Earth’s Layers and Plate Tectonics


This was the only aspect of our study I actually remembered to photograph.  It was also delicious.

Using the Masters of Disaster downloadable packet (link in above paragraph), we started by studying the makeup of the earth, reading about its layers and graphing the depth of each.  The packet suggested an Earth’s Layers cake, but I couldn’t settle for their simple setup; I had to go all-out with a DIY Earth’s Layers Cake that I crafted. Continue reading

Hands-On History: Knights and Castles

We just finished an awesome six weeks of studying some really cool topics that my kids wanted to learn more about.  Today I thought I’d share the fun we had studying knights and castles.

Books were a big part of our study, though I tried to include as much hands-on as I possibly could.  (I’ll include a description of how we used the different books below for your perusal, along with a quick-reference list of all our resources at the end.  Our read-aloud stories–featuring King Arthur and Robin Hood–are listed and described at the very bottom of the post, below the reference list.) Continue reading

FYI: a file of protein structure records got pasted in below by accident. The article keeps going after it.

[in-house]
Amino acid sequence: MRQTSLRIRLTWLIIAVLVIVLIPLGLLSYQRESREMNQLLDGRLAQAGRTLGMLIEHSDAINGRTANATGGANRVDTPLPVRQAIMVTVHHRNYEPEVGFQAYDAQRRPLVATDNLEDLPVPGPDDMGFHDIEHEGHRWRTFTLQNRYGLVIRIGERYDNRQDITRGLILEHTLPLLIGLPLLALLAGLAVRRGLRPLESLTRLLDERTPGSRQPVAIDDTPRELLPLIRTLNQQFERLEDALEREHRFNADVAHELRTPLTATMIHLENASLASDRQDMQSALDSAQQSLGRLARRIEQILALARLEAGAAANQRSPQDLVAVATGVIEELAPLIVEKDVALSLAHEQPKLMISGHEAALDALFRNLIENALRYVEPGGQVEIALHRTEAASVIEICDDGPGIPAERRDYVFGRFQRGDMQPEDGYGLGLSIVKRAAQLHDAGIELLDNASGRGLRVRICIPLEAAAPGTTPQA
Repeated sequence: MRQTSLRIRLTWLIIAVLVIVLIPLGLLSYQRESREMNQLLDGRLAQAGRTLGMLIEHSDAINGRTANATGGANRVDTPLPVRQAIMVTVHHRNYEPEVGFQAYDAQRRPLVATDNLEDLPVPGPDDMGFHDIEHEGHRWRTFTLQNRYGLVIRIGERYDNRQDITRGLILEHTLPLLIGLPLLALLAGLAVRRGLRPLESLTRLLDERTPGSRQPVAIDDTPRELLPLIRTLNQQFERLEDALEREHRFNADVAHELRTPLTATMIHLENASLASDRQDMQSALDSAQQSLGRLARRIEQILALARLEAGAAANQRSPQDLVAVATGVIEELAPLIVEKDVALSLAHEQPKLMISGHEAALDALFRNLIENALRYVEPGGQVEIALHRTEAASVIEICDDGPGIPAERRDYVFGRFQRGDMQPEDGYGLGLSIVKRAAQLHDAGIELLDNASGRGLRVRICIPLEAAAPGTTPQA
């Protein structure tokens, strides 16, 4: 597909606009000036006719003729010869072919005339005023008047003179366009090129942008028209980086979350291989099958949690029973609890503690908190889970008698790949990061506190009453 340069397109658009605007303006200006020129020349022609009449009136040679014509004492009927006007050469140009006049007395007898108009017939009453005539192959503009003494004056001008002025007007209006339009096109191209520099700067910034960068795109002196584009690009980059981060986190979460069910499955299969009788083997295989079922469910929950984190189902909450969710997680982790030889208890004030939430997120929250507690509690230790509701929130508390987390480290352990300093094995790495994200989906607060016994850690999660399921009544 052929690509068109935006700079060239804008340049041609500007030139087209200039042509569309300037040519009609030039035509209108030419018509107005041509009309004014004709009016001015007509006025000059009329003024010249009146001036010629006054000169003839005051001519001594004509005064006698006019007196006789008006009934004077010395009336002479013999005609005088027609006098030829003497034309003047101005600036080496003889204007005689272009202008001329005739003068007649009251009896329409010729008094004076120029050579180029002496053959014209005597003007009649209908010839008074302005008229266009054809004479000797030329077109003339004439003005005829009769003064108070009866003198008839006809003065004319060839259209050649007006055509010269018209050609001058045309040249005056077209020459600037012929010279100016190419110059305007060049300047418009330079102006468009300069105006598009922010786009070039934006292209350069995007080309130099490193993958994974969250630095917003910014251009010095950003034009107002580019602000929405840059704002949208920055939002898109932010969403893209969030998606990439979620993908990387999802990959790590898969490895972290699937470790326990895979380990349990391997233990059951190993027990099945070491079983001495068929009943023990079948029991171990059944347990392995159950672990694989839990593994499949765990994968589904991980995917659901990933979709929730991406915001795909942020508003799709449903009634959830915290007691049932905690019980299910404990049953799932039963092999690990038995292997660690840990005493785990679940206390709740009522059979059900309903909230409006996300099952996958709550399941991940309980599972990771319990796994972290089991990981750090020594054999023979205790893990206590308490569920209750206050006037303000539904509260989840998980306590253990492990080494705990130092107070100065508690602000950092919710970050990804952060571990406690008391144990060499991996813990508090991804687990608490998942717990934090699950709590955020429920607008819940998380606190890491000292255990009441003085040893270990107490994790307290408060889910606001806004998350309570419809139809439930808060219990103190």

turning back time (in a way)

Somehow, I find that I’m often restless.  Perhaps I can blame it on my mom–she was constantly rearranging the furniture of one room or another as I was growing up, so life seemed full of excitement and change.  At any rate, I feel like I have reinvented our homeschooling life in one way or another countless times in the last two school years.